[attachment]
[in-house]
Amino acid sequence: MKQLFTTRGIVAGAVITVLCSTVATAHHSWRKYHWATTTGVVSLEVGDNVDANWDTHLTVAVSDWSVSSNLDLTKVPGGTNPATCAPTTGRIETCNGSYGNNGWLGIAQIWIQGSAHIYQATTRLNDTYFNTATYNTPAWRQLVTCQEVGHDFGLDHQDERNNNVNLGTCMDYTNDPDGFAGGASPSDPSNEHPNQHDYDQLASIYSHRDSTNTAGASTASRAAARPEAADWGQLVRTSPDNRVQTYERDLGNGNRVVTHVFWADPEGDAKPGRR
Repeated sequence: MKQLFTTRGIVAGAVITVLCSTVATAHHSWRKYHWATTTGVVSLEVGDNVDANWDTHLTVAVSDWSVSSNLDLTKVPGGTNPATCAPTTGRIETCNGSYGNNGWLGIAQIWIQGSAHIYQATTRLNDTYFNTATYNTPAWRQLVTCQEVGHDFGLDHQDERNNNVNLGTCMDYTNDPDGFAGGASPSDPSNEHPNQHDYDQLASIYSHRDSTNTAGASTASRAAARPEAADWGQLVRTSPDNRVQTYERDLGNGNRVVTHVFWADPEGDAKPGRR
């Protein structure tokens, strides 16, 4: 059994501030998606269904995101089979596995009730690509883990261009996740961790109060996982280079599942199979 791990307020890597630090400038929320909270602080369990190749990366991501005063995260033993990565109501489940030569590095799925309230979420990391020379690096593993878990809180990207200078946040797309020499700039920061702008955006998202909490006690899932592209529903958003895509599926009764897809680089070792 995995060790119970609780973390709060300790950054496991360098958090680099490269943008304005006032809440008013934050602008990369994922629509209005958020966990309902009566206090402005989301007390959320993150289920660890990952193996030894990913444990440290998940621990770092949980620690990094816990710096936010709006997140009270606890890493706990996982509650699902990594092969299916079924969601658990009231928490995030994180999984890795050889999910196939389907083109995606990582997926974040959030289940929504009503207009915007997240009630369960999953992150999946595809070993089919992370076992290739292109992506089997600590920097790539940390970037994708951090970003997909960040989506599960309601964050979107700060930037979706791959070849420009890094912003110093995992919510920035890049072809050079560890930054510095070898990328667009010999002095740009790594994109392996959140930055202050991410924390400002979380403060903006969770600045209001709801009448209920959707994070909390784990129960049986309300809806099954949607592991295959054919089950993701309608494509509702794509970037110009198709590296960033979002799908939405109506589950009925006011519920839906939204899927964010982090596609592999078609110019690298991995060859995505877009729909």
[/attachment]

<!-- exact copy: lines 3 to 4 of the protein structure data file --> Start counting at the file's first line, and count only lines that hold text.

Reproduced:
Repeated sequence: MKQLFTTRGIVAGAVITVLCSTVATAHHSWRKYHWATTTGVVSLEVGDNVDANWDTHLTVAVSDWSVSSNLDLTKVPGGTNPATCAPTTGRIETCNGSYGNNGWLGIAQIWIQGSAHIYQATTRLNDTYFNTATYNTPAWRQLVTCQEVGHDFGLDHQDERNNNVNLGTCMDYTNDPDGFAGGASPSDPSNEHPNQHDYDQLASIYSHRDSTNTAGASTASRAAARPEAADWGQLVRTSPDNRVQTYERDLGNGNRVVTHVFWADPEGDAKPGRR
């Protein structure tokens, strides 16, 4: 059994501030998606269904995101089979596995009730690509883990261009996740961790109060996982280079599942199979 791990307020890597630090400038929320909270602080369990190749990366991501005063995260033993990565109501489940030569590095799925309230979420990391020379690096593993878990809180990207200078946040797309020499700039920061702008955006998202909490006690899932592209529903958003895509599926009764897809680089070792 995995060790119970609780973390709060300790950054496991360098958090680099490269943008304005006032809440008013934050602008990369994922629509209005958020966990309902009566206090402005989301007390959320993150289920660890990952193996030894990913444990440290998940621990770092949980620690990094816990710096936010709006997140009270606890890493706990996982509650699902990594092969299916079924969601658990009231928490995030994180999984890795050889999910196939389907083109995606990582997926974040959030289940929504009503207009915007997240009630369960999953992150999946595809070993089919992370076992290739292109992506089997600590920097790539940390970037994708951090970003997909960040989506599960309601964050979107700060930037979706791959070849420009890094912003110093995992919510920035890049072809050079560890930054510095070898990328667009010999002095740009790594994109392996959140930055202050991410924390400002979380403060903006969770600045209001709801009448209920959707994070909390784990129960049986309300809806099954949607592991295959054919089950993701309608494509509702794509970037110009198709590296960033979002799908939405109506589950009925006011519920839906939204899927964010982090596609592999078609110019690298991995060859995505877009729909």